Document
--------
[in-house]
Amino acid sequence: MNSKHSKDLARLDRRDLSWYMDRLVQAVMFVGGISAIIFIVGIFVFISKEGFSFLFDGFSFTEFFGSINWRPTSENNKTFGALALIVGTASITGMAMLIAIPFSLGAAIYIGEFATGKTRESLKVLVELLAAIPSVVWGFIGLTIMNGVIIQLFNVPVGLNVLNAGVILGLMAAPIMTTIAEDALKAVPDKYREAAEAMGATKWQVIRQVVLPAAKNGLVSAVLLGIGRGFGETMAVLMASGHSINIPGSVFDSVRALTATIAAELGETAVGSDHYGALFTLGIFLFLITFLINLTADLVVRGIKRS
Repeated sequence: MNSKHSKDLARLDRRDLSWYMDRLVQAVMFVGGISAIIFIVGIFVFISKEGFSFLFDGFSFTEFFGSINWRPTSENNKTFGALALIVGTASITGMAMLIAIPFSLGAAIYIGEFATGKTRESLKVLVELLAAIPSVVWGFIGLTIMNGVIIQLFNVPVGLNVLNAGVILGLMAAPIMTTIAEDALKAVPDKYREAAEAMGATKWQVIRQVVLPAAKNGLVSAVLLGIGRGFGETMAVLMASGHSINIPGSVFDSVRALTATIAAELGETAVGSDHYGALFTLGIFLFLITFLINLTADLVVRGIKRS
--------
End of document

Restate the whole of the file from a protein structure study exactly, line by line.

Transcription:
[in-house]
Amino acid sequence: MNSKHSKDLARLDRRDLSWYMDRLVQAVMFVGGISAIIFIVGIFVFISKEGFSFLFDGFSFTEFFGSINWRPTSENNKTFGALALIVGTASITGMAMLIAIPFSLGAAIYIGEFATGKTRESLKVLVELLAAIPSVVWGFIGLTIMNGVIIQLFNVPVGLNVLNAGVILGLMAAPIMTTIAEDALKAVPDKYREAAEAMGATKWQVIRQVVLPAAKNGLVSAVLLGIGRGFGETMAVLMASGHSINIPGSVFDSVRALTATIAAELGETAVGSDHYGALFTLGIFLFLITFLINLTADLVVRGIKRS
Repeated sequence: MNSKHSKDLARLDRRDLSWYMDRLVQAVMFVGGISAIIFIVGIFVFISKEGFSFLFDGFSFTEFFGSINWRPTSENNKTFGALALIVGTASITGMAMLIAIPFSLGAAIYIGEFATGKTRESLKVLVELLAAIPSVVWGFIGLTIMNGVIIQLFNVPVGLNVLNAGVILGLMAAPIMTTIAEDALKAVPDKYREAAEAMGATKWQVIRQVVLPAAKNGLVSAVLLGIGRGFGETMAVLMASGHSINIPGSVFDSVRALTATIAAELGETAVGSDHYGALFTLGIFLFLITFLINLTADLVVRGIKRS